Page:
Marriage for same sex couples first became an issue in 1973, according to the website Freedom to Marry, when Maryland banned gay marriage. That's a full twenty years after the adoptee rights movement was born. According to the Wikipedia entry on Same Sex Marriage in the U.S.:
The subject became increasingly prominent in U.S. politics following the 1993 Hawaii Supreme Court decision in Baehr v. Lewin that suggested the possibility that the state's prohibition might be unconstitutional.
DOMA was introduced in 1996.
Both of these movements are multi-faceted and have evolved over time. Gays have had to - and still have to - fight against physical abuse based on sexual orientation discrimination. Thus marriage was, understandably, not the first issue and adoption concerns followed that.
Similarly, the focus for adoptees has historically been driven by the need of adopted persons to obtain their original birth certificates that states first sealed from the public and then from the adoptee himself. Ending the falsification of the birth certificate to begin with is a relatively newer component of the adoptee rights movement.
Parental Equality, via Certificate of Parentage
Let's begin by being perfectly clear: There is no "right" to adopt a child for anyone regardless of sexual orientation or marital status.
It is imperative to put the focus where it belongs - on the children - and begin from there. Children who are adopted or conceived using purchased genetic material need to have the legal protection of both parents raising them. And, they deserve to have this goal accomplished - and it can be - without disregarding and obliterating the truth of their biological heritage. One right does not need to supersede or disrespect the other.. Children need and deserve both. Lawmakers who care about the best interest of children need to enact a solution that provides both: legal protection of caretakers and truth and honesty of genetic heritage. The solution that provides both, and eliminates changing birth certificate forms to accommodate fields other than existing mother and father, is certificates of parentage.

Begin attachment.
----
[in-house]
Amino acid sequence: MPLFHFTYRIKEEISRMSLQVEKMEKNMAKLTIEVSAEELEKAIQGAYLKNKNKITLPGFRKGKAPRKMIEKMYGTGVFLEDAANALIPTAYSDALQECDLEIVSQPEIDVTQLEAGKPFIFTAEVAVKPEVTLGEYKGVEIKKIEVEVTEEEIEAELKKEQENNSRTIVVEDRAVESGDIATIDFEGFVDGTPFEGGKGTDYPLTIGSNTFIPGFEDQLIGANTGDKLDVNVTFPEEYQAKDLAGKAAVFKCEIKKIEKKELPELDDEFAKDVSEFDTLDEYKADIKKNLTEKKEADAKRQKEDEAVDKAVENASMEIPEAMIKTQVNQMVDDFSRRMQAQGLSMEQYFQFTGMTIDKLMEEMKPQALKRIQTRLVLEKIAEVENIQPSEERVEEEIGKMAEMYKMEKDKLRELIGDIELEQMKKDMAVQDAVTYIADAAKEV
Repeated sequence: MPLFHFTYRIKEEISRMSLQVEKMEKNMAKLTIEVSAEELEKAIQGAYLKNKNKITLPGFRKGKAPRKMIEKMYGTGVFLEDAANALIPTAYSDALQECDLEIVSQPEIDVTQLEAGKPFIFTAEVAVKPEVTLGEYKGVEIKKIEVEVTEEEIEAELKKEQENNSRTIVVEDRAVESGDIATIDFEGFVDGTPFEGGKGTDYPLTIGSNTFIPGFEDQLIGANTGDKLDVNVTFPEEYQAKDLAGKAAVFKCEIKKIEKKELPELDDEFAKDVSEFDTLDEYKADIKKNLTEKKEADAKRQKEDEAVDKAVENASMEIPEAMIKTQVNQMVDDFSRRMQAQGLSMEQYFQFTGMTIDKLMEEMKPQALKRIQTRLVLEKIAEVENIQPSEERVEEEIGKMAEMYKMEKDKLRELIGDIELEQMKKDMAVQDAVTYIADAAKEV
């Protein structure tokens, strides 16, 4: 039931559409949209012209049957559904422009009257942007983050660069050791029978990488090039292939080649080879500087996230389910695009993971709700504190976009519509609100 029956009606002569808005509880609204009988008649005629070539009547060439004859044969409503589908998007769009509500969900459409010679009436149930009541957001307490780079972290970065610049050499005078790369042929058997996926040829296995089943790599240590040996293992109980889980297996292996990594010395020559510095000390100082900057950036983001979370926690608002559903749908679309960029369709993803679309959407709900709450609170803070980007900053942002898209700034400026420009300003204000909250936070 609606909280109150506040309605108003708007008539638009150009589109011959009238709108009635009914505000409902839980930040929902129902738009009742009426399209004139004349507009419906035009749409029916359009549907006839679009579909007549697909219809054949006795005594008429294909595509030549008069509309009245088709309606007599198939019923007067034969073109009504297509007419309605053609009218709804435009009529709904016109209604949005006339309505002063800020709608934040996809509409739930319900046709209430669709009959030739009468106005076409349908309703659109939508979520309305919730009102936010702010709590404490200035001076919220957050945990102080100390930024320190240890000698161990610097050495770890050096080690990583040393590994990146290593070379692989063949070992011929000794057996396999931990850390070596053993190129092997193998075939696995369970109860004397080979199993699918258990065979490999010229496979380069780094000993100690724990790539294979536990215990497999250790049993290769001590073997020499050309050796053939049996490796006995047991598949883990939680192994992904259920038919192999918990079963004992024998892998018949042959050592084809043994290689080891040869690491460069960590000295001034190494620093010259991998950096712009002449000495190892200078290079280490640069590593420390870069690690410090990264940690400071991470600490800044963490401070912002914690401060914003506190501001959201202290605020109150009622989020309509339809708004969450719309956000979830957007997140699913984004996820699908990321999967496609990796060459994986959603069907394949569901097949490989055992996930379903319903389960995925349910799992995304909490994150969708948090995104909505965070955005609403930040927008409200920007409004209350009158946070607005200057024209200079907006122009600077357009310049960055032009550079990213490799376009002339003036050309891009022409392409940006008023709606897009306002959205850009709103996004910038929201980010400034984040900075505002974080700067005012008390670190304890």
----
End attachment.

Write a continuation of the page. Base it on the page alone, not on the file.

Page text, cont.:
Certificates of parentage, or certificate of adoption, or certificate of adoptive parentage would be an addendum to a child's birth certificate and used to register children in school and to obtain a new social security card in the same way as an order of guardianship does or a name change for marriage or for any other reason.
Many grandparents are raising their grandchildren without adoption and without defiling their grandchild's birth certificates or issuing a new one that pretends the grandparent gave birth to their grandchild. They accomplish all they need - all parental rights to make medical and educations decisions - with guardianship.
A certificate of adoption parentage would be used to register the child in school and obtain a social security card. It likely may be needed again to obtain a drivers' license and passport. Once those documents are secured, one never need show it again. And if the child chooses to have the same name as his parents, that could be accomplished with a simple name change.
The guardianship model has no losers as does the current adoption model. It is thus a far better model to replicate. Both guardianship and name change are simple and inexpensive as neither requires an attorney. A parental certificate would accomplish the goals of those adopting without trampling the rights of the children they are committing to care for. It's a win-win. No one has to lose any rights for the other to have the rights they need. The child's original birth certificate remains intact to trace his genetic roots and the parents raising him have everything they need to be recognized as his parents.
With Mississippi still banning same sex marriage despite DOMA, LGBTs remain a marginalized and discriminated against segment of the population (albeit one with a great deal of clout). As such, it is incumbent on the leaders of the gay rights community to do their homework and understand the long battle for the human and civil rights of adopted persons. Sealed records and falsified birth certificates that list social and legal parents as parents of birth create a sub-class of citizens that are denied the same rights as all others to their true original birth certificates. Adoption discrimination impacts internationally adopted persons in ways that subject them to being deported.
We need to stop perpetuating this demeaning discrimination on still more generations of adopted persons. No one should have a false certificate of birth, an altered, untrue vital record. History - including the historical record of one's birth - should never be falsely altered. Instead, we need to support the rights of adopted persons and become part of the solution not part of the problem.
Parental equality can and should be achieved via a certificate of parenting, without continuing to perpetuate the lie that obliterates adopted persons' true and authentic birth certificates and denies them access to their accurate and updated family medical history.
It is incumbent upon the leaders of the LGBT community to recognize and properly identify what they are seeking, need and deserve: PARENTAL EQUALITY, not adoption equality!